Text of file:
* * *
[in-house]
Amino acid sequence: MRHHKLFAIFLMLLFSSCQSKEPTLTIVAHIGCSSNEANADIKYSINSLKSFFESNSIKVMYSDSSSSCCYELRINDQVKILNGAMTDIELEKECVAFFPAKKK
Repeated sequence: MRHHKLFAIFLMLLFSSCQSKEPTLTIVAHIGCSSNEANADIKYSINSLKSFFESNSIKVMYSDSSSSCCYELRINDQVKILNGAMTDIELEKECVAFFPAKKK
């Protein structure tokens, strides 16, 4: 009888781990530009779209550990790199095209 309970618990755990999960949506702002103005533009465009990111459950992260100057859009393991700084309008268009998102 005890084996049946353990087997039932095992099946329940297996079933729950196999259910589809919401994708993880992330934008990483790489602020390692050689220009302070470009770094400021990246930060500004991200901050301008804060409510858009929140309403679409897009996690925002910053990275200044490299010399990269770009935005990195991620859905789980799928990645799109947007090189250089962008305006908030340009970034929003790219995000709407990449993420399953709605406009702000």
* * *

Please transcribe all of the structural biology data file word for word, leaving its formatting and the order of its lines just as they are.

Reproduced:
[in-house]
Amino acid sequence: MRHHKLFAIFLMLLFSSCQSKEPTLTIVAHIGCSSNEANADIKYSINSLKSFFESNSIKVMYSDSSSSCCYELRINDQVKILNGAMTDIELEKECVAFFPAKKK
Repeated sequence: MRHHKLFAIFLMLLFSSCQSKEPTLTIVAHIGCSSNEANADIKYSINSLKSFFESNSIKVMYSDSSSSCCYELRINDQVKILNGAMTDIELEKECVAFFPAKKK
């Protein structure tokens, strides 16, 4: 009888781990530009779209550990790199095209 309970618990755990999960949506702002103005533009465009990111459950992260100057859009393991700084309008268009998102 005890084996049946353990087997039932095992099946329940297996079933729950196999259910589809919401994708993880992330934008990483790489602020390692050689220009302070470009770094400021990246930060500004991200901050301008804060409510858009929140309403679409897009996690925002910053990275200044490299010399990269770009935005990195991620859905789980799928990645799109947007090189250089962008305006908030340009970034929003790219995000709407990449993420399953709605406009702000």